While testing the Oracle XE connection establishing mechanism I bumped into the following issue. Although connections are closed on each iteration, after 50-100 connections Oracle starts throwing intermittently the following exception:

java.sql.SQLException: Listener refused the connection with the following error:
ORA-12516, TNS:listener could not find available handler with matching protocol stack
    at oracle.jdbc.driver.T4CConnection.logon(T4CConnection.java:489) ~[ojdbc6-]
    at oracle.jdbc.driver.PhysicalConnection.<init>(PhysicalConnection.java:553) ~[ojdbc6-]
    at oracle.jdbc.driver.T4CConnection.<init>(T4CConnection.java:254) ~[ojdbc6-]
    at oracle.jdbc.driver.T4CDriverExtension.getConnection(T4CDriverExtension.java:32) ~[ojdbc6-]
    at oracle.jdbc.driver.OracleDriver.connect(OracleDriver.java:528) ~[ojdbc6-]
    at oracle.jdbc.pool.OracleDataSource.getPhysicalConnection(OracleDataSource.java:280) ~[ojdbc6-]
    at oracle.jdbc.pool.OracleDataSource.getConnection(OracleDataSource.java:207) ~[ojdbc6-]
    at oracle.jdbc.pool.OracleDataSource.getConnection(OracleDataSource.java:157) ~[ojdbc6-]
    at com.vladmihalcea.book.high_performance_java_persistence.jdbc.connection.OracleConnectionCallTest.test(OracleConnectionCallTest.java:57) [test-classes/:na]

The test can be found on GitHub:

for (int i = 0; i < callCount; i++) {
    try {
        long startNanos = System.nanoTime();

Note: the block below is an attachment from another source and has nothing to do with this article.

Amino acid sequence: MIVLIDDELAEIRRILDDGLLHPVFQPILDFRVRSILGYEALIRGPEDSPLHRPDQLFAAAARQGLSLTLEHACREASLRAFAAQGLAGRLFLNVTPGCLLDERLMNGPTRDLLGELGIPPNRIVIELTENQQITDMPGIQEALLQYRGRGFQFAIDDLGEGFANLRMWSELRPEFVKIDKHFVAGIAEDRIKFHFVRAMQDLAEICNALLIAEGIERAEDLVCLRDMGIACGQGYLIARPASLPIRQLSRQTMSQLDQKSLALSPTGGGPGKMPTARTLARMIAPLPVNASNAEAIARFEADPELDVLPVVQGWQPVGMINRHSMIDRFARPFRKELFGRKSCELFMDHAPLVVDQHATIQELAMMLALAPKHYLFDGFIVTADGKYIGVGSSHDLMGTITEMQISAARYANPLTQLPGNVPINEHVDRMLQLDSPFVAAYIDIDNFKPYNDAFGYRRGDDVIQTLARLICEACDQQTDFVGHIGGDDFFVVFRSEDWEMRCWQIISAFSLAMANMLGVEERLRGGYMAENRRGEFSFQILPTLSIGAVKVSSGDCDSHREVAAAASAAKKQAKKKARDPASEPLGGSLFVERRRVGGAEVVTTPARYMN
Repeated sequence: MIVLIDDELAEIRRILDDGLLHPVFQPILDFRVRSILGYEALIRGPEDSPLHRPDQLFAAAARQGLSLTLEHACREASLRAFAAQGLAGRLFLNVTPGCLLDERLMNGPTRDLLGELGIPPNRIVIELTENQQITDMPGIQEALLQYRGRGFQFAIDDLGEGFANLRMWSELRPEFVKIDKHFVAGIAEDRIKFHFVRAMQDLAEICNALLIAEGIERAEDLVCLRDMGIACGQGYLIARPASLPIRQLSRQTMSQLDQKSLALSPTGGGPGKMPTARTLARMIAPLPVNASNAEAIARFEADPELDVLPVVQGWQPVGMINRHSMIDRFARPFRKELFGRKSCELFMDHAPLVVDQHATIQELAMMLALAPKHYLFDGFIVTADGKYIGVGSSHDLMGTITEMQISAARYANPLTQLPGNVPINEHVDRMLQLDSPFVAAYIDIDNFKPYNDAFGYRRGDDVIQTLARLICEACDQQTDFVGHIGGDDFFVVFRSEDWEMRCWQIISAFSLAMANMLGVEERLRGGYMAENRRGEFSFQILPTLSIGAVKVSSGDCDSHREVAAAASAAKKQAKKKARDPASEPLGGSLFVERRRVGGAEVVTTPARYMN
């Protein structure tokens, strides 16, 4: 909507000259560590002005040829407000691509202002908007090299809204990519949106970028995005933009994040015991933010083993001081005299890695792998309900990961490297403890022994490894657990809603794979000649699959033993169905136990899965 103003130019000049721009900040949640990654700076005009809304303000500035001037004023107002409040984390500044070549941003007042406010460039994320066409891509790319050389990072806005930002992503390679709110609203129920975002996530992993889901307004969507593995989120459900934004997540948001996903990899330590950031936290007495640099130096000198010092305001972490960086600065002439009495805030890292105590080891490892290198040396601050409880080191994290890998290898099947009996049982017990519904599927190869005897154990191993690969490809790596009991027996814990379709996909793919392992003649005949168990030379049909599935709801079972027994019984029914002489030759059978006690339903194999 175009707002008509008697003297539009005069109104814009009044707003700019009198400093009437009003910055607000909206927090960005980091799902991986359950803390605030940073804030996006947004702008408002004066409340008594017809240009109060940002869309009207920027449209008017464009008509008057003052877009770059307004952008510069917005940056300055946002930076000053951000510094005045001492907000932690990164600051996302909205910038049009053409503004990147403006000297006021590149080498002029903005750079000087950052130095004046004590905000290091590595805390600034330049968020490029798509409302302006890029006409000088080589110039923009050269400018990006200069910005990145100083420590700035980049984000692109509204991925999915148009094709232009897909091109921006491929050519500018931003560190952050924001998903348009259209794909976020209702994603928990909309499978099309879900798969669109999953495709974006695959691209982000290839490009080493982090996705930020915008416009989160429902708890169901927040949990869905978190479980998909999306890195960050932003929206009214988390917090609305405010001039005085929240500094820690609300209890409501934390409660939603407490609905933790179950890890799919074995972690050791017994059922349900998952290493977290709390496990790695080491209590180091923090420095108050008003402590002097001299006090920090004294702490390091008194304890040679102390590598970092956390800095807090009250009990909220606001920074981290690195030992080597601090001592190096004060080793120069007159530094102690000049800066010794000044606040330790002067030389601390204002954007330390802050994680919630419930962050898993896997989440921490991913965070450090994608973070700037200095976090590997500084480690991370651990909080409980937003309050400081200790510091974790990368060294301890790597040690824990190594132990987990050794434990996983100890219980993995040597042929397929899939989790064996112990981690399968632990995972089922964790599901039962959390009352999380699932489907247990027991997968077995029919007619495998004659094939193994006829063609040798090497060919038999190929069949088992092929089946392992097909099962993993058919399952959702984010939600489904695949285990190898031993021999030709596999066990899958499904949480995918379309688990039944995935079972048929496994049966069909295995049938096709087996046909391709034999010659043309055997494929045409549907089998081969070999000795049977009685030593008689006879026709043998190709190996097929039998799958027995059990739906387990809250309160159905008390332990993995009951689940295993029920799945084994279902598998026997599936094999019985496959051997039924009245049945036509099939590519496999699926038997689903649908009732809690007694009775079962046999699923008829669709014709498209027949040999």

try (Connection connection = dataSource.getConnection()) {
        timer.update(System.nanoTime() - startNanos, TimeUnit.NANOSECONDS);
    } catch (SQLException e) {
        LOGGER.info("Exception on iteration " + i, e);

If I try to open/close connections with a 35 ms wait step, everything works fine. If I lower the wait to 10 ms the exception starts to be thrown from tim to time.

One possible reason could be explained by this article: http://www-01.ibm.com/support/docview.wss?uid=swg21603472

One of the most common reasons for the TNS-12516 and/or TNS-12519 errors being reported is the configured maximum number of PROCESSES and/or SESSIONS limitation being reached. When this occurs, the service handlers for the TNS listener become "Blocked" and no new connections can be made. Once the TNS Listener receives an update from the PMON process associated with the Database instance telling the TNS Listener the thresholds are below the configured limit, and the database is now accepting connections connectivity resumes.

  • PMON is responsible for updating the listener with information about a particular instance such as load and dispatcher information. Maximum load for dedicated connections is determined by the PROCESSES parameter. The frequency at which PMON provides SERVICE_UPDATE information varies according to the workload of the instance. The maximum interval between these service updates is 10 minutes.